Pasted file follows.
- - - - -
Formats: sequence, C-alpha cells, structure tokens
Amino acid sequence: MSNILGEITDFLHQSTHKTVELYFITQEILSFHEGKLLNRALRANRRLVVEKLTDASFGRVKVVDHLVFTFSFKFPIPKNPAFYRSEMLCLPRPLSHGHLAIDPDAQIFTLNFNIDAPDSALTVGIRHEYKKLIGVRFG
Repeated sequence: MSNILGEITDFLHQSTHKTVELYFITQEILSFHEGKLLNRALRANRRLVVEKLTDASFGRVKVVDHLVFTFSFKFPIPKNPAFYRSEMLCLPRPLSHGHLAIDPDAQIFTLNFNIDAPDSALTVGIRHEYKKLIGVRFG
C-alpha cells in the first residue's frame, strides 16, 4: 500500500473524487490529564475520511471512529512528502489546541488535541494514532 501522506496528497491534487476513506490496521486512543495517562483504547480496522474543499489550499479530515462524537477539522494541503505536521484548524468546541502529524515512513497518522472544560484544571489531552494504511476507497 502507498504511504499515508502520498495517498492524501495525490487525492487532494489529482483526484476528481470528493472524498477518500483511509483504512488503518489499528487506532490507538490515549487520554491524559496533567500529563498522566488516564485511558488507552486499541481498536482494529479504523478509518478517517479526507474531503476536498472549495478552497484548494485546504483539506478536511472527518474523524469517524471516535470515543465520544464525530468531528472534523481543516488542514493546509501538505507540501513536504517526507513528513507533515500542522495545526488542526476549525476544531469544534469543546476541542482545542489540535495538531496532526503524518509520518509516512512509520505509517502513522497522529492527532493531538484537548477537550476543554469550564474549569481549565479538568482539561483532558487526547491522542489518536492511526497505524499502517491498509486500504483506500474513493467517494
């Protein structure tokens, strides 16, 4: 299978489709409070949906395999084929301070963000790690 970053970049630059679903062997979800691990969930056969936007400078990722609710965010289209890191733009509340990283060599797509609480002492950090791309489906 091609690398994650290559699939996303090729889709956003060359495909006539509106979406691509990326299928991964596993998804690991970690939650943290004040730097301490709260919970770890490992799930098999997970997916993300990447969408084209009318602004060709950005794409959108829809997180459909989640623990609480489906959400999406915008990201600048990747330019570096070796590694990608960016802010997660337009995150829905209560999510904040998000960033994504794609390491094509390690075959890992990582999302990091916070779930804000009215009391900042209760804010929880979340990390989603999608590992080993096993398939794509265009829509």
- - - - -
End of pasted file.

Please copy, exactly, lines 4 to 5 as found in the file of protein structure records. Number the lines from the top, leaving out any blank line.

C-alpha cells in the first residue's frame, strides 16, 4: 500500500473524487490529564475520511471512529512528502489546541488535541494514532 501522506496528497491534487476513506490496521486512543495517562483504547480496522474543499489550499479530515462524537477539522494541503505536521484548524468546541502529524515512513497518522472544560484544571489531552494504511476507497 502507498504511504499515508502520498495517498492524501495525490487525492487532494489529482483526484476528481470528493472524498477518500483511509483504512488503518489499528487506532490507538490515549487520554491524559496533567500529563498522566488516564485511558488507552486499541481498536482494529479504523478509518478517517479526507474531503476536498472549495478552497484548494485546504483539506478536511472527518474523524469517524471516535470515543465520544464525530468531528472534523481543516488542514493546509501538505507540501513536504517526507513528513507533515500542522495545526488542526476549525476544531469544534469543546476541542482545542489540535495538531496532526503524518509520518509516512512509520505509517502513522497522529492527532493531538484537548477537550476543554469550564474549569481549565479538568482539561483532558487526547491522542489518536492511526497505524499502517491498509486500504483506500474513493467517494
């Protein structure tokens, strides 16, 4: 299978489709409070949906395999084929301070963000790690 970053970049630059679903062997979800691990969930056969936007400078990722609710965010289209890191733009509340990283060599797509609480002492950090791309489906 091609690398994650290559699939996303090729889709956003060359495909006539509106979406691509990326299928991964596993998804690991970690939650943290004040730097301490709260919970770890490992799930098999997970997916993300990447969408084209009318602004060709950005794409959108829809997180459909989640623990609480489906959400999406915008990201600048990747330019570096070796590694990608960016802010997660337009995150829905209560999510904040998000960033994504794609390491094509390690075959890992990582999302990091916070779930804000009215009391900042209760804010929880979340990390989603999608590992080993096993398939794509265009829509």